Remembering the practice of color coding and the phrase associated with the port side (meaning the side known through the phrases "port wine" or "red wine") will help you handle navigational situations where you are moving forward with an oncoming cruise ship, cruise boats, or vessels steered from the opposing direction.
Other Clever Tricks and Advice to Never Forget Where Port and Starboard Are
Directions, orientation, letters, knowing what they are called, and knowing where they are in reference to the direction of the boat is something that every person, captain, steward, or random cruise tourist has had to deal with at some point
To remember directions is one thing, but to understand the technical concepts, knowing what the different parts of the boats are called, why some have green lights and some have red, are but a realistic example of the effort and knowledge you must put in and learn, respectively, to become experienced when it comes to the boat life.
Here are a few more tricks and tips that any person could do so that the experience with boats is a splendid one:
- Port (left hand side) and starboard (right hand side) are highly technical boat concepts but when reduced to acronyms or letters, life would be much easier. Try using the letter "P" as in "P. Left" and the letter "S" "S. Right" to recall the concepts quicker.
- Port and starboard can also be reduced to a person or bottle. Just remember, port is for wines, and wines are all that are left. Starboard is for stars, and a superstar is right. This would be a fun way to remember where port and starboard are, respectively.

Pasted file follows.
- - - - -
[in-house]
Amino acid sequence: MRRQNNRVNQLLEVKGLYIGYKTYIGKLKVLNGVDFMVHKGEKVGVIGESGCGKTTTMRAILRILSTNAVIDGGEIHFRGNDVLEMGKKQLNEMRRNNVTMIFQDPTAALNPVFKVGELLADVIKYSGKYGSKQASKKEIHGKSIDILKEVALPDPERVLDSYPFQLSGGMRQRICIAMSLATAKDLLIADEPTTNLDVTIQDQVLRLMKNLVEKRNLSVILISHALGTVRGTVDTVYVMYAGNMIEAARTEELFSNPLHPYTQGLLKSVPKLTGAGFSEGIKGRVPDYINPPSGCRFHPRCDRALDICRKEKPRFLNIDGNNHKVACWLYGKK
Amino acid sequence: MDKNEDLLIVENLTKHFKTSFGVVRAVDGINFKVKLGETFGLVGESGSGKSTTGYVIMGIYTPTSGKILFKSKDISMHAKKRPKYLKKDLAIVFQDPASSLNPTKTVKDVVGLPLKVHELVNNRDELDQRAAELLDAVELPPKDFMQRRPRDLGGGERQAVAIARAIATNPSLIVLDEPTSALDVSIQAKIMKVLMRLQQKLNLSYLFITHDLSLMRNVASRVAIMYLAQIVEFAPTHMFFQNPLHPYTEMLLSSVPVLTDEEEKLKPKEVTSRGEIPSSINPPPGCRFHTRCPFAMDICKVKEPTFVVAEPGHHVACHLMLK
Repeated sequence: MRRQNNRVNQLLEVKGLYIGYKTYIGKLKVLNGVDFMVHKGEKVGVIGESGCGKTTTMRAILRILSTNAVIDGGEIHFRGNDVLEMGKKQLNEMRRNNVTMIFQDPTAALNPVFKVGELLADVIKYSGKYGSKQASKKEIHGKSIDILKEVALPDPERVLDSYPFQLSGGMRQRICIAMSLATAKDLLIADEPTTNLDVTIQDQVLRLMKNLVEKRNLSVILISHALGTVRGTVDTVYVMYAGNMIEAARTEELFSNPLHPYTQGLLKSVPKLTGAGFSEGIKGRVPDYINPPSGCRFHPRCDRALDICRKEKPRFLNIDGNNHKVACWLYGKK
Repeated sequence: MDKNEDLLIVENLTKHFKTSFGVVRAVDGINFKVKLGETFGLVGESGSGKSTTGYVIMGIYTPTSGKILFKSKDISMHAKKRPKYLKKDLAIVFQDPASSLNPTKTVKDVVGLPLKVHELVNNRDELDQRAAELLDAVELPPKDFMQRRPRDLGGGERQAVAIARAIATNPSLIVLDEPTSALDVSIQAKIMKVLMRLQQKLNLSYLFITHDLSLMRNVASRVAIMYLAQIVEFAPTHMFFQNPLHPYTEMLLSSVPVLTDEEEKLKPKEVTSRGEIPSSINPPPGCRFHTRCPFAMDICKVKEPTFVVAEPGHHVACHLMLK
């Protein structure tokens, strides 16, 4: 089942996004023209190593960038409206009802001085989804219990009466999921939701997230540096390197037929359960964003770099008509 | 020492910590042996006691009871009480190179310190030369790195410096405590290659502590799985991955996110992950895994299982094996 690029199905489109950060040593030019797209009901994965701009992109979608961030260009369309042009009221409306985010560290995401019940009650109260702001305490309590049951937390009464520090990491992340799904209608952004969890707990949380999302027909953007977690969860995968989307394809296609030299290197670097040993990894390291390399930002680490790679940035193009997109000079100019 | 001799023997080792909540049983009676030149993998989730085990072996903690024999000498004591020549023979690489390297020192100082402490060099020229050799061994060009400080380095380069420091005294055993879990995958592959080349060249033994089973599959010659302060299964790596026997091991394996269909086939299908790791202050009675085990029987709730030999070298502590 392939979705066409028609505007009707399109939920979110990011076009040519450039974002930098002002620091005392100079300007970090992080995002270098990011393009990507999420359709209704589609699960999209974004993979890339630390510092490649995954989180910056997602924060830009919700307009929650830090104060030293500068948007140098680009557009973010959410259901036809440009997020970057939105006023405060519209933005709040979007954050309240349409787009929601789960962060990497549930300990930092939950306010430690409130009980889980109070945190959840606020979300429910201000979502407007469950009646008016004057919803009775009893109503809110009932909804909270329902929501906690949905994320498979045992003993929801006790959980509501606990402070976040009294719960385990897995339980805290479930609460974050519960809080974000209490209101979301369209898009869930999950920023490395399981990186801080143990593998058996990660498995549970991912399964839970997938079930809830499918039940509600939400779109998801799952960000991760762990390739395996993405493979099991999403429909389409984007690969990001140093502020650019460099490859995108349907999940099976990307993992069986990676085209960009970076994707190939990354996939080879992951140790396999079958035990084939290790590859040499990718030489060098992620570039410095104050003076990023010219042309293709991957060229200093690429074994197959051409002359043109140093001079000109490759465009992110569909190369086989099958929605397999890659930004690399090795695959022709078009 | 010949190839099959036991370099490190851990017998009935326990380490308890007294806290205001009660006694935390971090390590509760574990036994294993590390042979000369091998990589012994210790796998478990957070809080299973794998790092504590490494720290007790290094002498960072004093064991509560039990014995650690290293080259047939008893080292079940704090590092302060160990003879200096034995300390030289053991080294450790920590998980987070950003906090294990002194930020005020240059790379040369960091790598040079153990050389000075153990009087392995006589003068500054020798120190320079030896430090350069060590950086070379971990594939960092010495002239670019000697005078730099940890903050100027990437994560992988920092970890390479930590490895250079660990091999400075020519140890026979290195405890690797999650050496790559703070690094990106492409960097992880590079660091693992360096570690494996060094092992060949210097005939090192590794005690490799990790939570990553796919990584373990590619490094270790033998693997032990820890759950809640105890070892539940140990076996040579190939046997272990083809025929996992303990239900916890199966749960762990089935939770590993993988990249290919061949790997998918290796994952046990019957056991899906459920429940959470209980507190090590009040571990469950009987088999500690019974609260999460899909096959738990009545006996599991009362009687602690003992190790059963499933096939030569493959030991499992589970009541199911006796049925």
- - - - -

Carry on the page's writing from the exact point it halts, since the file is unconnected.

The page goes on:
- Port and starboard can also be converted into a tune such as a nursery rhyme. Say for example, "Twinkle, twinkle, little left port, starboard, starboard, other side of port."
Frequently Asked Questions
Why is Port left and Starboard right?
Port is left because historically, the left portion of the boat was the closest to the port where a boat is parked while the starboard side is where the steering oar is located, usually in the opposite portion.
What are the 4 sides of a ship called?
The 4 sides of a ship are the portside (left), starboard (right), bow (front), and stern (rear).
How do you remember starboard and portside?
There are several ways to remember which side is starboard and which side refers to port. Arguably the quickest way is to break them down into acronyms. P.L. for Portside, Left and S.L. for Star, Right.
It can be mind-boggling to a few individuals that port and starboard are confusing (or even downright ignored by beginners), but patience must be given to these new people in order to ensure a stronger, more populated, and livelier boat community.
If you have a friend or acquaintance that you feel needs a bit of a tutorial on nautical concepts such as port and starboard, then this would definitely be a great reference
Just remember, if you yourself are lost as to how to remember port and starboard, give yourself a refresher and come back to this handy guide as soon as possible!